The question of whether a person is suitable to retail energy goes beyond an assessment of financial and organisational capacity and extends to a person’s character and reputation. The test here is similar to that applied when a regulator is considering whether a person is ‘fit and proper.’ In examining suitability, the AER looks to previous commercial dealings, as well as that of your offices, associates and any other entity that exerts control over your business activities. Such assessment looks at the degree of honesty and integrity shown in those commercial dealings and whether you are likely to contribute to the national energy retail objective. In satisfying this criterion, you will be required to include a number of declarations including as to any previous criminal convictions and regulatory actions.
Webinar on obtaining a retail authorisation
In the following webinar we provide an overview of the application process for a retail authorisation along with detail on some of the common traps.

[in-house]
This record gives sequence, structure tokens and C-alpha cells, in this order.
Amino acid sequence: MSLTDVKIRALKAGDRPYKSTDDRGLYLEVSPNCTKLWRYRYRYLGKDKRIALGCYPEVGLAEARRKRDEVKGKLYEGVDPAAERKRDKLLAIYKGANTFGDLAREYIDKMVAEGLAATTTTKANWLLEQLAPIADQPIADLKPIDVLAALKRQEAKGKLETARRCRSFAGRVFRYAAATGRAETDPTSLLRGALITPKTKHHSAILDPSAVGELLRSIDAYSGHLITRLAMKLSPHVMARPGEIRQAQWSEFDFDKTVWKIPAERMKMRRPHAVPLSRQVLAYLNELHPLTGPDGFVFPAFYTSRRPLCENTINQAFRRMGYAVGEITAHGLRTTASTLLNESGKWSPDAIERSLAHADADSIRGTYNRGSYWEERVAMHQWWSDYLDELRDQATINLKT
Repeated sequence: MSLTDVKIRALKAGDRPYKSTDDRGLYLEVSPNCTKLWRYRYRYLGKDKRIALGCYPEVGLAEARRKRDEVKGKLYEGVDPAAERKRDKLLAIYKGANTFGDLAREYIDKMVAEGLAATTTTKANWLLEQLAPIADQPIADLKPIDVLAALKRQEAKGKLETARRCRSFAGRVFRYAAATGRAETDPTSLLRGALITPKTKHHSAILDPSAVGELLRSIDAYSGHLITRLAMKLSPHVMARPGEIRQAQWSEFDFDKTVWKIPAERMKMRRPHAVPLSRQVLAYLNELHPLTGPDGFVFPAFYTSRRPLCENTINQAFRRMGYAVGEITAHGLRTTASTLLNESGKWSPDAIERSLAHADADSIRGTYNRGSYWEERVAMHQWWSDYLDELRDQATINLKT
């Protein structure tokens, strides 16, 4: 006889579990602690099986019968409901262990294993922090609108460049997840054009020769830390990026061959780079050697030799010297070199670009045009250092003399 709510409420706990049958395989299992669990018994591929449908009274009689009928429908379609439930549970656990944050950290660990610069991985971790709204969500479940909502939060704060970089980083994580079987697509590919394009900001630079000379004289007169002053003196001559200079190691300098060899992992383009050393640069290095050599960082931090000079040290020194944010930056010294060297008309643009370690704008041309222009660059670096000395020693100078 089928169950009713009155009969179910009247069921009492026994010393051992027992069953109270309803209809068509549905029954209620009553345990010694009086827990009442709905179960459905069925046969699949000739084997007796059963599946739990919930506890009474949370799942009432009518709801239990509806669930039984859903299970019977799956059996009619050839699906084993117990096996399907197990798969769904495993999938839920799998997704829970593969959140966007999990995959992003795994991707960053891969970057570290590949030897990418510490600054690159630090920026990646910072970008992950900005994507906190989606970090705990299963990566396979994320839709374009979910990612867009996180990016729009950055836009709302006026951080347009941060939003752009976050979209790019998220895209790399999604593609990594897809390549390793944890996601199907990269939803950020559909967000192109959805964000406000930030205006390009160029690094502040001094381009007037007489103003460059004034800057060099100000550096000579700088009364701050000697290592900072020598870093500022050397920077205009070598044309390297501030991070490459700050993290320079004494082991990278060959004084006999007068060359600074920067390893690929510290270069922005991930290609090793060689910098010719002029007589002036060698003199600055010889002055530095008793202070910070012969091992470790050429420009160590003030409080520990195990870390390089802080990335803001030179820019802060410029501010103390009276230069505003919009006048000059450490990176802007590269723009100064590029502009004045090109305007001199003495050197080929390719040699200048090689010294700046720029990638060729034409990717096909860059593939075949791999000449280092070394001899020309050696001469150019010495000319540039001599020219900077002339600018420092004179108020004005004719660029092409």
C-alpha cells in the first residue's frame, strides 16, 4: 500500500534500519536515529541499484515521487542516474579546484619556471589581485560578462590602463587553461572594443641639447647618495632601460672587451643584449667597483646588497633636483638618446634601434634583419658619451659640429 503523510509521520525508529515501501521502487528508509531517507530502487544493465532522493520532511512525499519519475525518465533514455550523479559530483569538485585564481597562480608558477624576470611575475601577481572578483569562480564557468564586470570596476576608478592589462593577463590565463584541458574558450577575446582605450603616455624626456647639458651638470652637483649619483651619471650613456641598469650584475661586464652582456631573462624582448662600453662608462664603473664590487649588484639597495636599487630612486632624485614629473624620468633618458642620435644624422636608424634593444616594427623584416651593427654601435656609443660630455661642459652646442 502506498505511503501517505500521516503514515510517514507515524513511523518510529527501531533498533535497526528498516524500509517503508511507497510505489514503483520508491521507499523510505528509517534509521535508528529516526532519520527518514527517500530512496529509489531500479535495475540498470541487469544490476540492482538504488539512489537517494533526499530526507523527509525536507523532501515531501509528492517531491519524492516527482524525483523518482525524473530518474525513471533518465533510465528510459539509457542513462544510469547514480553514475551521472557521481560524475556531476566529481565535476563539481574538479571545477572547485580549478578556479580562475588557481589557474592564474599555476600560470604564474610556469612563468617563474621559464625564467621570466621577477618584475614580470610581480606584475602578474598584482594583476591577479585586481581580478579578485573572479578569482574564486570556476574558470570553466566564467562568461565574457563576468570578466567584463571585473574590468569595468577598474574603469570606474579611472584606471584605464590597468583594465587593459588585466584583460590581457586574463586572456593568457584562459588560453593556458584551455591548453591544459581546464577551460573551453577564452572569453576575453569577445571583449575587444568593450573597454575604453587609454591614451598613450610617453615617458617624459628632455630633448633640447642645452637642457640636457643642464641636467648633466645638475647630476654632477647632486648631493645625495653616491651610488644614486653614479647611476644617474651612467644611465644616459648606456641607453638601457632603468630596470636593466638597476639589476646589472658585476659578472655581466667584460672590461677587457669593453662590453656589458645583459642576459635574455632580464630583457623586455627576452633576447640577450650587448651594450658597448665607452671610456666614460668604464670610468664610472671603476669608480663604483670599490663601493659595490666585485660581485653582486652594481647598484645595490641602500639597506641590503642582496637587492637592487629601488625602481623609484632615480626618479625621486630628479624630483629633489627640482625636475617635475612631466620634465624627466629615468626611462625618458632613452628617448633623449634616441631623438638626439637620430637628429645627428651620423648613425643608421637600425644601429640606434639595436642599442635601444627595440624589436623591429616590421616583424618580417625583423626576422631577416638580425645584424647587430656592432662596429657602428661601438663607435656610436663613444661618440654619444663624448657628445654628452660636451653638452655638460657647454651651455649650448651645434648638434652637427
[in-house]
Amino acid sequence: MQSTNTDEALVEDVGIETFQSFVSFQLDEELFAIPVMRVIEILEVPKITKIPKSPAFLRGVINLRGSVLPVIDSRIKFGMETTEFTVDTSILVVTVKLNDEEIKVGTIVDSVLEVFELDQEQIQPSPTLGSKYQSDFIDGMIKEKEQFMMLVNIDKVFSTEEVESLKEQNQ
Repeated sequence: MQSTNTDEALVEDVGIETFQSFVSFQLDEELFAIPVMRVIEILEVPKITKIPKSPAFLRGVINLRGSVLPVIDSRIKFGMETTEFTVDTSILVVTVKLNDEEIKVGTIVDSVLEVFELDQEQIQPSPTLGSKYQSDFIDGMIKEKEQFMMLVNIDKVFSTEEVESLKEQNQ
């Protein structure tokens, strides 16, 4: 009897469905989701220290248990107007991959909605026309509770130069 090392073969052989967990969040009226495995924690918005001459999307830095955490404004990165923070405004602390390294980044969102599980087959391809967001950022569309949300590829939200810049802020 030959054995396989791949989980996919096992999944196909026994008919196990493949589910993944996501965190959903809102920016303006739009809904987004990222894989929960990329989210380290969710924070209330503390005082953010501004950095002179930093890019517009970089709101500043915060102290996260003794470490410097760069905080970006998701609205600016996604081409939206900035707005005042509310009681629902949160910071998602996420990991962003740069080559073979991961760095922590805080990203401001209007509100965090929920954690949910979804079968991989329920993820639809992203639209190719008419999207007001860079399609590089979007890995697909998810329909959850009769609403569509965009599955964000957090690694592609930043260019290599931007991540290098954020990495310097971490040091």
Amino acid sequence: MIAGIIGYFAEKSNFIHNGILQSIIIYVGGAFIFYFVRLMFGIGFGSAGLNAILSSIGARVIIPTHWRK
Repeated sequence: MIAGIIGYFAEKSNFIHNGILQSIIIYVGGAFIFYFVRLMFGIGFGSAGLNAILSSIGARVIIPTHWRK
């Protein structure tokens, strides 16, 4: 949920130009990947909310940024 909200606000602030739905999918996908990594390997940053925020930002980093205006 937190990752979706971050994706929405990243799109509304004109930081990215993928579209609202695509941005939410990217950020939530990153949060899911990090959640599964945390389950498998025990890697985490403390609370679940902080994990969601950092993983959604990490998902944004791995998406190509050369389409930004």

Frequently Asked Questions
No, Victoria has a separate guideline and there are a range of significant differences in the process and expectations of the Victorian Essential Services Commission when compared to those of the Australian Energy Regulator. Typically, you will require new documents i.e. a financial hardship policy, specifically for Victoria. You should also note that the Essential Services Commission also takes significantly longer to assess an application than the Australian Energy Regulator.
As noted above, you will need to satisfy the AER that you have access to the resources you require elsewhere for example from a consultant.
If your entity is the one selling energy, it will have the need for a retail authorisation. There is no option to rent a retail authorisation. From the perspective of the AER, the applicant is the entity who was assessed and so needs to satisfy the eligibility criteria.
If your main business activity is selling energy then it is likely that you will need a retail authorisation. There are various exemptions available if you are selling energy incidentally, for example if you are an owners corporation, however a number of these will be phased out over time.
There is no application fee payable to the AER. There is a fee to apply to become a market participate with AEMO, which is needed if you are going to trade on the energy market and supply on market customers. There are also fees for joining the ombudsman schemes in each state and, finally, SA charge a fee for retailers operating in their state.